%\fill [color=black] (-1,-1) circle (1.5pt);
%\fill [color=black] (-1,1) circle (1.5pt);
%\fill [color=black] (0.5,0.5) circle (1.5pt);
%\fill [color=black] (0.5,-0.5) circle (1.5pt);
%\fill [color=black] (-0.5,-0.5) circle (1.5pt);
%\fill [color=black] (-0.5,0.5) circle (1.5pt);
%\fill [color=black] (-0.8,0) circle (1.5pt);
%\fill [color=black] (0.8,0) circle (1.5pt);
%\draw (0,0) node[below] {$v$};
%\draw (1,1) node[below] {$v_1$};
%\draw (1,-1) node[below] {$v_2$};
%\draw (-1,-1) node[below] {$v_3$};
%\draw (-1,1) node[below] {$v_4$};
%\draw (0.5,0.5) node[above] {$1$};
%\draw (0.5,-0.5) node[below] {$2$};
%\draw (-0.5,-0.5) node[below] {$3$};
%\draw (-0.5,0.5) node[above] {$4$};
%\end{tikzpicture}
%\caption{Truncation of a vertex of degree $4$ by a $6$-cycle with a chord and
%four labeled vertices}
%\label{fig:rtruncation}
%\end{figure}
%\vskip 5mm
\begin{theorem} \label{thm:connected}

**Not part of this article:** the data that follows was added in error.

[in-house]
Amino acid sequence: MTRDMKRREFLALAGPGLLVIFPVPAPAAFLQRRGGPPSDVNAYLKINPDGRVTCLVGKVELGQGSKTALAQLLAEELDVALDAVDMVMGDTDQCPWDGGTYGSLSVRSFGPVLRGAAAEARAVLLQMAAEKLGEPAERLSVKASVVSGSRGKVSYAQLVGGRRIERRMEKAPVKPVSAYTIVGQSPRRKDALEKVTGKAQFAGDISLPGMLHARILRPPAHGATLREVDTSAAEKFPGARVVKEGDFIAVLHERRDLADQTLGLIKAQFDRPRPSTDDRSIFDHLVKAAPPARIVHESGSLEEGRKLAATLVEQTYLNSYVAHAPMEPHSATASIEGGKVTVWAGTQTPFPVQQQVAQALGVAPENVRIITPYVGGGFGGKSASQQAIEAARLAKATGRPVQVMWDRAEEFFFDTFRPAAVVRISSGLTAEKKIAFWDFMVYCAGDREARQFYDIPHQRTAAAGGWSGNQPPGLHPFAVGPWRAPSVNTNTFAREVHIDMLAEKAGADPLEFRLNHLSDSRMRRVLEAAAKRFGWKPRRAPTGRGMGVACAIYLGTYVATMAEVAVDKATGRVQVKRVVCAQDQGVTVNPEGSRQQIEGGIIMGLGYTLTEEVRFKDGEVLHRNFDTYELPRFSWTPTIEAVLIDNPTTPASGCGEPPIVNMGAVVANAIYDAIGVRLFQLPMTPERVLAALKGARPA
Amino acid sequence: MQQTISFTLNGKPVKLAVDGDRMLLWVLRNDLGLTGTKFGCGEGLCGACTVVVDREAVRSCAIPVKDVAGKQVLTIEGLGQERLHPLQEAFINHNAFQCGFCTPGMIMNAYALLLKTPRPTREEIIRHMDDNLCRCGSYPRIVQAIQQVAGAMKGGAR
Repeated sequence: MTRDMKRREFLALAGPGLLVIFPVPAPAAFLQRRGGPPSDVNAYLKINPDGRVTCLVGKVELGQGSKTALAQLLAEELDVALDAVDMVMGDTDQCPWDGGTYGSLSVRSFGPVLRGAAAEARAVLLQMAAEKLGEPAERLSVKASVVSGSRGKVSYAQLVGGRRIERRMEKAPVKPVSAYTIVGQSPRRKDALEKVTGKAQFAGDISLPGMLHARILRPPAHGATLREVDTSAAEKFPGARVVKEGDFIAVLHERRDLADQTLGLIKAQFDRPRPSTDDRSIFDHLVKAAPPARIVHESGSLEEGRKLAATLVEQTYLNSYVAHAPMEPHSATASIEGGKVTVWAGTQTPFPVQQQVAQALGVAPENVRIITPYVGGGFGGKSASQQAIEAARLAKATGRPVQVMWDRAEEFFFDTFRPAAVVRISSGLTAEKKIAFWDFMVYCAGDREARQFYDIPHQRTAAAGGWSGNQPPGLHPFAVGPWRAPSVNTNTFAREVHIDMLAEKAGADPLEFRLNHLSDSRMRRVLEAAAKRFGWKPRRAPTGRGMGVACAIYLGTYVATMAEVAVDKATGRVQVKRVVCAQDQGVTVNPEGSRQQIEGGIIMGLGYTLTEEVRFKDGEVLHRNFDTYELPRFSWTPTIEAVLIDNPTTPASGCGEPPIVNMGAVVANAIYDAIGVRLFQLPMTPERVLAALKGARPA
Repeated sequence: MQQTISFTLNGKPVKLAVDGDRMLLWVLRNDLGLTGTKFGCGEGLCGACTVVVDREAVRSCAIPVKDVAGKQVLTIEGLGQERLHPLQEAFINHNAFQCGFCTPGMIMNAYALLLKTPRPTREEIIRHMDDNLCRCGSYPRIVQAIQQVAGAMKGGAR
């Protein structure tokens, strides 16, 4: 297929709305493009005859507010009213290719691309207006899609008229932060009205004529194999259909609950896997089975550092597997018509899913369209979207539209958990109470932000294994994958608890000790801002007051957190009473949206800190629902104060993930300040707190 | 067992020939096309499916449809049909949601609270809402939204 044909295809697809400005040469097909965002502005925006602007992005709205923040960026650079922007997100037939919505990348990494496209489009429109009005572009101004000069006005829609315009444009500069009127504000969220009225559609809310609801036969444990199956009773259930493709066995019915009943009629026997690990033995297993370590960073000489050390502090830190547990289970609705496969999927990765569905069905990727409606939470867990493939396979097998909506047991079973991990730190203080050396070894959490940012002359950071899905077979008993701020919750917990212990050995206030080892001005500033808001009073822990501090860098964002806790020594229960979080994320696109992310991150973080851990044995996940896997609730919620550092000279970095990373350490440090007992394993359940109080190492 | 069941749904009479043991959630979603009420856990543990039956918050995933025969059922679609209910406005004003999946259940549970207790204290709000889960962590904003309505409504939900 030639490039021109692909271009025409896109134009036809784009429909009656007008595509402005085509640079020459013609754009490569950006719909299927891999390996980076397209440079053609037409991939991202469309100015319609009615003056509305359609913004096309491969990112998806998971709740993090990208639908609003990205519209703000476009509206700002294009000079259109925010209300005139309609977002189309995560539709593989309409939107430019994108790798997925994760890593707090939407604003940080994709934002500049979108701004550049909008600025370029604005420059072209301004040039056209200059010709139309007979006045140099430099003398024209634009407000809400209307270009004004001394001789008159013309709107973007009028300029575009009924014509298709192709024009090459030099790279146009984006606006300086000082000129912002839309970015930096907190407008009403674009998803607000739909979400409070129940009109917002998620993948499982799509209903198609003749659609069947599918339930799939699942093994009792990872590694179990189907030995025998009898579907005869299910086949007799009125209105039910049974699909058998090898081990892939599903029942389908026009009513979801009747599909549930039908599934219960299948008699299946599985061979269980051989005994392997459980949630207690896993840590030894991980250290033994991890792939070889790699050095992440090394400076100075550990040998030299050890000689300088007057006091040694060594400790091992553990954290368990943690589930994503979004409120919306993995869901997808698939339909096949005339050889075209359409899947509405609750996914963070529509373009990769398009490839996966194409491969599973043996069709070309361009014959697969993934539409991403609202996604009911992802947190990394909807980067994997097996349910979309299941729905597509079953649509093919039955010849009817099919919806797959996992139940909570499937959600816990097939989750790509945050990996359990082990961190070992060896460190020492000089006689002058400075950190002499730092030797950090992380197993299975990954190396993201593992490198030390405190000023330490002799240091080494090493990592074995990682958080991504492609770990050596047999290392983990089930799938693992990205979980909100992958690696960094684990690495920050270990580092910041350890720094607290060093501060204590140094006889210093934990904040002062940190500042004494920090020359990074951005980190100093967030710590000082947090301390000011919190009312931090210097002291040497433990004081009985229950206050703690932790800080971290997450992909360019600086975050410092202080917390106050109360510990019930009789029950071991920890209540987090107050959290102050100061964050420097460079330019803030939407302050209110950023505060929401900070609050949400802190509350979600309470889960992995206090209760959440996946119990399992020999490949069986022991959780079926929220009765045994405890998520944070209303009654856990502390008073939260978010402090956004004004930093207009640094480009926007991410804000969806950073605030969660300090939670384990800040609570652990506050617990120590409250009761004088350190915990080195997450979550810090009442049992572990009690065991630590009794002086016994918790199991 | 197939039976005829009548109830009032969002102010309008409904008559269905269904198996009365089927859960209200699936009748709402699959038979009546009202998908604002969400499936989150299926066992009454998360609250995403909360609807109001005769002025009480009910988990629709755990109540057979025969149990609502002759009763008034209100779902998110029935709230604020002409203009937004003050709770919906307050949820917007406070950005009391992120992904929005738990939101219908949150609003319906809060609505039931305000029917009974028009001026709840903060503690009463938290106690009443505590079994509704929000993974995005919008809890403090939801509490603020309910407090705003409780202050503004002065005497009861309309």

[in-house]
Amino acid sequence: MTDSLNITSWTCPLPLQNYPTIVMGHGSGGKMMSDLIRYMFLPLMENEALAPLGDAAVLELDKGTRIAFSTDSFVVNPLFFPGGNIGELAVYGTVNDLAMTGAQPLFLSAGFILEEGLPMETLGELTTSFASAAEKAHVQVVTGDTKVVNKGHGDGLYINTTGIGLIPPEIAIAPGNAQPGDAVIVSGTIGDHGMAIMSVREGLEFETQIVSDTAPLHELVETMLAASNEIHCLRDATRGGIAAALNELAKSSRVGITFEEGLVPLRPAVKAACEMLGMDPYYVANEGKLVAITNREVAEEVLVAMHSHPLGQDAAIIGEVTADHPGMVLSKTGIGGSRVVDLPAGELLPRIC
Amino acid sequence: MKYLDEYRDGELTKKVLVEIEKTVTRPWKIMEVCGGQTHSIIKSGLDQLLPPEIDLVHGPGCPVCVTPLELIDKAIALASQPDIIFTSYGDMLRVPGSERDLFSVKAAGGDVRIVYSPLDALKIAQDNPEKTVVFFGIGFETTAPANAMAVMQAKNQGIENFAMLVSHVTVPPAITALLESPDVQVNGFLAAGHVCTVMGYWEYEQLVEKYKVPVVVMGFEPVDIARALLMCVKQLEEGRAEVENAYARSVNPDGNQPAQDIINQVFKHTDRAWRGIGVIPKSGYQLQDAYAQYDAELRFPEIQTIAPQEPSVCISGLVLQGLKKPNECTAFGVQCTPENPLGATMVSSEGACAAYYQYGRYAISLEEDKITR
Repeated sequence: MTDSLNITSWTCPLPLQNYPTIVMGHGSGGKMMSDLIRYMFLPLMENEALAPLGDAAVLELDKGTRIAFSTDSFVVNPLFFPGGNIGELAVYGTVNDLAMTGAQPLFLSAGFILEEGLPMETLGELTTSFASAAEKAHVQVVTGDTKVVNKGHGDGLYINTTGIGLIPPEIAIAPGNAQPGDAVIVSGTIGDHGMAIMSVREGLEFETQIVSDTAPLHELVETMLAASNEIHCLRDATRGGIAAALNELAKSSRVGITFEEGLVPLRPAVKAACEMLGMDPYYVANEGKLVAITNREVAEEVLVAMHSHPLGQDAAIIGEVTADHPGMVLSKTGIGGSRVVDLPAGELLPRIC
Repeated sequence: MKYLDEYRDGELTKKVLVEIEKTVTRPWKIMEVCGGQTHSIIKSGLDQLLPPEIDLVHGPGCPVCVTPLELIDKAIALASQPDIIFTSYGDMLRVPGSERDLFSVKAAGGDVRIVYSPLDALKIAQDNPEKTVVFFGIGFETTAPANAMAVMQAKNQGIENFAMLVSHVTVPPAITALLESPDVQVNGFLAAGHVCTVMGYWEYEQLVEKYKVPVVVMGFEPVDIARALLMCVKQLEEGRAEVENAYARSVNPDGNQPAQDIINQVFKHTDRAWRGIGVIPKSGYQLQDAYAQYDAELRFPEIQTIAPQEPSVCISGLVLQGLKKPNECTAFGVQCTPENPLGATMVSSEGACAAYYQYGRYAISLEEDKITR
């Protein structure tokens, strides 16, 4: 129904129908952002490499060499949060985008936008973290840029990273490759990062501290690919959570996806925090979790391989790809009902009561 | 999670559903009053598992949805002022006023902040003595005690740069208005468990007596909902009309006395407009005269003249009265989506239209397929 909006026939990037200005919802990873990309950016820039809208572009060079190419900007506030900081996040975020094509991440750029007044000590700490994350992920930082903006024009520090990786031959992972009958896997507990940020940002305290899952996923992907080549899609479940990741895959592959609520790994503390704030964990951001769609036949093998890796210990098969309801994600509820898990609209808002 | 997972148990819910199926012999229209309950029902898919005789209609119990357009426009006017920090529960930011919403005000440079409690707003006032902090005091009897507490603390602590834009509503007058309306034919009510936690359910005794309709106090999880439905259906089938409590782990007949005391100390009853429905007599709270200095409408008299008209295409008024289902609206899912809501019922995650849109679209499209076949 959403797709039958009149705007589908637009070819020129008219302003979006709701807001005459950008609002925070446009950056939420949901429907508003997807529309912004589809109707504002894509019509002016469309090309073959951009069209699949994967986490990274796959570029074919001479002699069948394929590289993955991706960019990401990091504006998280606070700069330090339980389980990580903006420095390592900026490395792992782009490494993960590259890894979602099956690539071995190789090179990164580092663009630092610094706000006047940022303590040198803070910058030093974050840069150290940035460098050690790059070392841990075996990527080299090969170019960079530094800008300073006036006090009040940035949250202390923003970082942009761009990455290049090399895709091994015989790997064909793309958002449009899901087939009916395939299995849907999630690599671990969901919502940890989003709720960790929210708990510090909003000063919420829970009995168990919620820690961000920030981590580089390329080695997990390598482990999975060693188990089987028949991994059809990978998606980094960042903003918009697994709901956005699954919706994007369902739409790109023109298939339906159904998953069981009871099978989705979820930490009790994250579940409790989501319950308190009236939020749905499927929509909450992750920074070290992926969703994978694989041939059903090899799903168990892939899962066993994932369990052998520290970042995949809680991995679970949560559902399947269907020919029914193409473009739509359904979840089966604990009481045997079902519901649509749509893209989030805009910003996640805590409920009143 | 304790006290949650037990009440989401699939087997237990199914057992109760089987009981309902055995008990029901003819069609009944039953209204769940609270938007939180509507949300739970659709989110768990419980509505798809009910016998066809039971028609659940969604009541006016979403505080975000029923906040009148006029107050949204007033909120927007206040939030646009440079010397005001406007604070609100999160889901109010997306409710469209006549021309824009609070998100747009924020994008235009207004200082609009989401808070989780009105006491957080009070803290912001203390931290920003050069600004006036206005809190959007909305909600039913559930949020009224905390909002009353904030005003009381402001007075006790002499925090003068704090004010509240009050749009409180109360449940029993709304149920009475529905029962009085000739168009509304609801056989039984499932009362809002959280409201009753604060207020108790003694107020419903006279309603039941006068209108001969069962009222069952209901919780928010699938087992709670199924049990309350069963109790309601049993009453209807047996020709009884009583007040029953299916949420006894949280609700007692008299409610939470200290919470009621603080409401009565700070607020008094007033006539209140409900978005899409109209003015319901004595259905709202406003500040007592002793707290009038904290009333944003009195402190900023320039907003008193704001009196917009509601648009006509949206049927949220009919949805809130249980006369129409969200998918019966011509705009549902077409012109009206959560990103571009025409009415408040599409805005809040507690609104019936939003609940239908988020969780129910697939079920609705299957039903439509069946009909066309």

Let $ 2 < k_1 < \cdots < k_t $ and $3 \leq g_1 < \cdots < g_s < N$, and
suppose that $ t>1 $ or $k_1 \geq 3$.
Then there exists a connected $(k_1,\ldots,k_t;g_1,\ldots,g_s;N)$-graph.
\end{theorem}
\begin{proof}
For $t=1$ and $k_1=3$, let $B$ be any connected $(k',g')$-graph with $k',g' > max \{ N, 3 \} $,
and let $G$ be the connected component of a lift of $B$ that we constructed in
Lemma~\ref{lift} with $ z = s $.
Then $G$ is of degree $k' > 3 $ and girth at least $g' > N$.
Let $v_1,v_2,\ldots,v_s$ be the $s$ vertices that belong to the same
fiber of $B$ whose existence is guaranteed by Lemma~\ref{lift} (iv).
Then all their neighborhoods are mutually disjoint and each of the
neighborhoods is of size $k'$.
%For each of the numbers $k_i$, $1 \leq i \leq s$,
%decrease the degree of the vertex $v_i$ to $k_i$,
For each of the numbers $g_j$, $1 \leq j \leq t$, decrease the degree
of the vertex $v_{j}$ to $g_j$ (by removing the appropriate number of adjacent edges).
The removal of these edges will result in a
graph $H$ with
one vertex of degree $g_j$ for each $ 1 \leq j \leq s$,
and the rest of the vertices of degrees $k'-1$ or $k'$ (depending on whether they had been a